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The Rambling DBA: Jonathan Kehayias

The random ramblings and rantings of frazzled SQL Server DBA

The Database as Intellectual Property

Every so often, a question shows up on the forums in the form of, “How do I prevent anyone from accessing my database schema, including local administrators and sysadmins in SQL Server?”  I usually laugh a little shake my head when I read a question like this because it demonstrates an complete lack of understanding of the power an administrator has over SQL Server.  The simple answer is this:

If you don’t want your database schema to ever be accessed or known, don’t distribute your database.

Why do I say that?  It’s really simple, an local administrator has access that allows to get access to a database despite your best efforts to prevent it.  This is why it is so important to limit who is a local administrator on a SQL Server.  As a local administrator, even if the Builtin\Administrators group has been removed from SQL Server, they have the ability to stop the SQL Servers, and start it in single user mode from the command line and gain sysadmin access to the system.  A sysadmin has unlimited access to anything that exists inside of SQL Server, so even if you enable TDE to encrypt the database on disk, a knowledgeable administrator can still access the data contained in a database.

Is a Database Schema considered Intellectual Property?

From a legal standpoint, I don’t actually know, I tried to do some research online and maybe I wasn’t looking at the right keywords, but I got different results, and nothing conclusive.  I don’t know if it falls under intellectual property laws or copywrite law, but legally or not, personally, I say yes, it is intellectual property.  However, that being said should you really go to extents to try and hide your schema and code in a database?  No, as I said above, if you absolutely feel that your database schema, or the code contained within it is so private that it can’t be seen by anyone, you shouldn’t distribute it, and you should only offer your product as a Software as a Service (SaaS) solution.  That is the only guaranteed way to protect your database, its table schema, and code from being accessed.

The simple fact is that administrators have the access to get the database files, and that means that even if they don’t have access to SQL Server itself, they can make a copy of them and attach them to another server where they have sysadmin access to gain access to the database schema, and any objects contained in the database.  Things like encrypting the data inside the database, make accessing it harder, but as I previously said, an administrator can start the SQL Service in single user mode and gain access to the instance as a sysadmin which gives the the access to export keys and certificates used for encryption, and ultimately they could gain access to the data if so inclined.  Beyond that, if they can change the SQL Server Service Account, they can get access to your database.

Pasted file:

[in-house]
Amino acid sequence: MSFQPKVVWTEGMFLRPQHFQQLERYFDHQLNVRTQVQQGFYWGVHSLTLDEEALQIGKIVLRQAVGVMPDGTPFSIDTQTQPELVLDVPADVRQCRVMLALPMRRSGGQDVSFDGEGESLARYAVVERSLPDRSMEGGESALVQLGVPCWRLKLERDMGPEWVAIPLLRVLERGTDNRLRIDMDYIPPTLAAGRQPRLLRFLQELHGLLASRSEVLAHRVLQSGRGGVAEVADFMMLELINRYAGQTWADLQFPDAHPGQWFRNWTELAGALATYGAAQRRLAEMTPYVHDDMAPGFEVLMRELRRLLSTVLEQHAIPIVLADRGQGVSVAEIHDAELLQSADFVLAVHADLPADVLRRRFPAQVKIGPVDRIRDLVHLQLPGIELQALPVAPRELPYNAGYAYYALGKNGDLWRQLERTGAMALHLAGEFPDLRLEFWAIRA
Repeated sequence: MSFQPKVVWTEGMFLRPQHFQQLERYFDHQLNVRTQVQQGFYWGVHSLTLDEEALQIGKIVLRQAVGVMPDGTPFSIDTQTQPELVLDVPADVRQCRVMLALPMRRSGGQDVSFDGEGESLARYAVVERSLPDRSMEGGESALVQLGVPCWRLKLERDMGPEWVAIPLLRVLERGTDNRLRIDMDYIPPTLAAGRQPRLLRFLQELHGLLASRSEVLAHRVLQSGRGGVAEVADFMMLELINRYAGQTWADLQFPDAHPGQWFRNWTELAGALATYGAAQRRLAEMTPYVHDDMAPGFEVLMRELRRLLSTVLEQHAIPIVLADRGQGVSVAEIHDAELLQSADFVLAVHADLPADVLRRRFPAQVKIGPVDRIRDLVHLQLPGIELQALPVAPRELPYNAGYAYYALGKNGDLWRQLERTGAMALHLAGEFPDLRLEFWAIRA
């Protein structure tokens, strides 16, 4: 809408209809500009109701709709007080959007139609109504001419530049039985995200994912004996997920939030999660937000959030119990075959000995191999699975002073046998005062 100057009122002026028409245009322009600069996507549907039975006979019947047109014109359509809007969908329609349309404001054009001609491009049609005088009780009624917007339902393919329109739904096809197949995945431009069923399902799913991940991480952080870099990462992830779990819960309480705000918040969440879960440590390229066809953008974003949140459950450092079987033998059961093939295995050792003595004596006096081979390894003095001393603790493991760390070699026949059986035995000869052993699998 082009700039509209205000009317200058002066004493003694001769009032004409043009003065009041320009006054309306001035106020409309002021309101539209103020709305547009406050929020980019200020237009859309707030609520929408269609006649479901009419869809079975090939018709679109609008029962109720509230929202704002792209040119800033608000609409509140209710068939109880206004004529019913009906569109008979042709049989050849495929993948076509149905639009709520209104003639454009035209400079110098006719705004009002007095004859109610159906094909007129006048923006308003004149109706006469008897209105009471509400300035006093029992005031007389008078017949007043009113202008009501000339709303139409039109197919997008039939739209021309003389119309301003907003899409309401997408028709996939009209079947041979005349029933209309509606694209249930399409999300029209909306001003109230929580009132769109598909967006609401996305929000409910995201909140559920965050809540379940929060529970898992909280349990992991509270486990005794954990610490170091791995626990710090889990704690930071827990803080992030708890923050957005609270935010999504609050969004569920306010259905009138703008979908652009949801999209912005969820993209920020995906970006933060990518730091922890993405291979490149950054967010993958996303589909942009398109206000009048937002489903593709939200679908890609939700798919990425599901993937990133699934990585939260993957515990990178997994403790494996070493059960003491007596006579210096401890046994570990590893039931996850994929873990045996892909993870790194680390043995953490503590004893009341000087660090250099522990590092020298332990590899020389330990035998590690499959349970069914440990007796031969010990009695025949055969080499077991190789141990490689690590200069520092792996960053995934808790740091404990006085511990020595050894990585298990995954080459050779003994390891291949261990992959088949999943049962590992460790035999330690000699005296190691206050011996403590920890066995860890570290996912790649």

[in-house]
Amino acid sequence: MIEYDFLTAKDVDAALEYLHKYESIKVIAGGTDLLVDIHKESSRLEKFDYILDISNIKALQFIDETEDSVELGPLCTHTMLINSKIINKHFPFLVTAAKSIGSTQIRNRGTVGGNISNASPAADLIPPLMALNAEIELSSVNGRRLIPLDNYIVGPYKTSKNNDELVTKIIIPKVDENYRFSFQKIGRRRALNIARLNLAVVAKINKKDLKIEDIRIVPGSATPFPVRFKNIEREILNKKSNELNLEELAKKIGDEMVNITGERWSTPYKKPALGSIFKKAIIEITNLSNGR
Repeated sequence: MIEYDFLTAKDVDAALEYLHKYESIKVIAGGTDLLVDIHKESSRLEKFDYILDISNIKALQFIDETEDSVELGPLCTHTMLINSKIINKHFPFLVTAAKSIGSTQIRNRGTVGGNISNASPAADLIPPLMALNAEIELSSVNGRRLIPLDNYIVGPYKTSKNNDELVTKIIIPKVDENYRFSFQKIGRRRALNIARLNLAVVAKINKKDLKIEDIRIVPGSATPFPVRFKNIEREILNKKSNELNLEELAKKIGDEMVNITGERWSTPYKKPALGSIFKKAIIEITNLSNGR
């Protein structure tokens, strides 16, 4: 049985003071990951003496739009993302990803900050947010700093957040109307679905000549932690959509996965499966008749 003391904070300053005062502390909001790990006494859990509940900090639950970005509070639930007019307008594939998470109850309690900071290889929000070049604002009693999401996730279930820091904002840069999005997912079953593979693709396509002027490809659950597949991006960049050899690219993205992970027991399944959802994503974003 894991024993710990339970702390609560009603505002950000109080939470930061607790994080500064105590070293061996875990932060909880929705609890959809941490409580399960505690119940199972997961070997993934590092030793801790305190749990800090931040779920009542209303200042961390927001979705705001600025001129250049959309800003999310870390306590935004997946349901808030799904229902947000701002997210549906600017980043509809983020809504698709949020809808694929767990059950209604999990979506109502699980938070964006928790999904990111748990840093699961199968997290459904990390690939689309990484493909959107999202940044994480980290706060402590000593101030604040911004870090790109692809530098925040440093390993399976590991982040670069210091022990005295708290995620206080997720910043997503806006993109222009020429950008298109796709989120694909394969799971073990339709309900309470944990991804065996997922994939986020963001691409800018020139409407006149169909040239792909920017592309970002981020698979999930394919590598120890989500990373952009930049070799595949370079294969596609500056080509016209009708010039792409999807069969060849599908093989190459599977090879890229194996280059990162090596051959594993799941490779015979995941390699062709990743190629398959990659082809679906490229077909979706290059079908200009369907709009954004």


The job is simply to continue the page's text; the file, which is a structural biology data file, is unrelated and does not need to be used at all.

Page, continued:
If there is no way to prevent access how do you protect your Intellectual Property?

These days almost every major application out there has some form of database behind it, and those applications aren’t all SaaS, most are installed by the end users, with little or no assistance from the software vendor.  How do they protect their intellectual property?  Licensing agreements plain and simple.  Every product you install has a license agreement.  For those that didn’t realize this, its usually that second or third page that you check the box and click next without ever reading during the installation.  Microsoft for example has numerous applications that rely on SQL Server for data storage, SCOM, SCCM, SCVMM, MOSS, LCS, yet they don’t make efforts to restrict access to their databases beyond reasonable security standards, and most other vendors don’t either. 

So it begs the question why would you think you need more protection than the majority of other software products out there?  Is what you have really that “special” and “unique” that it bears someone going trying to steal it and remarket it on their own?  Its always the small ISV’s or independent developers that seem to think in this manner, and I can certainly see the concern if you are small time, but in reality your efforts would best be spent creating an effective licensing agreement, rather than trying to figure out how to do the impossible.

The other alternative is to build your application/product as a cloud based solution, or offer it as a SaaS which keeps you in control of your data model and prevents prying eyes.  I actually think that at some point as the cloud computing initiative continues to mature, we’ll start to see more and more applications moving that direction, especially in scenarios where the access to intellectual property is a concern.  However, this can be a double edged sword, and could be a driving factor for why a potential customer doesn’t purchase your product.  Data is important to businesses, and the ability to leverage the data from one system with the data from another one for BI solutions is becoming more and more in demand.  Having a SaaS solution or cloud based solution that limits access to data is a significant limitation that could affect purchasing decisions when weighed against alternative solutions that have an openly published database schema.

Some things people try and why they don’t really offer protection

Over the last few years I’ve seen some really interesting ideas about how people might protect their database from a sysadmin, but there is always a hole that can be poked into them:

Encrypt Database Objects using WITH ENCRYPTION

I’ve seen databases where vendors encrypt every stored procedure in the database.  That’s fine and dandy, and I don’t have a problem with it.  Locks keep honest people honest, but they don’t keep someone determined to get in out.  The WITH ENCRYPTION option inside of SQL Server isn’t going to stop someone from gaining access to the code in a stored procedure.  It only takes a quick Google/Bing search and they will have access to numerous resources for decrypting the stored procedures.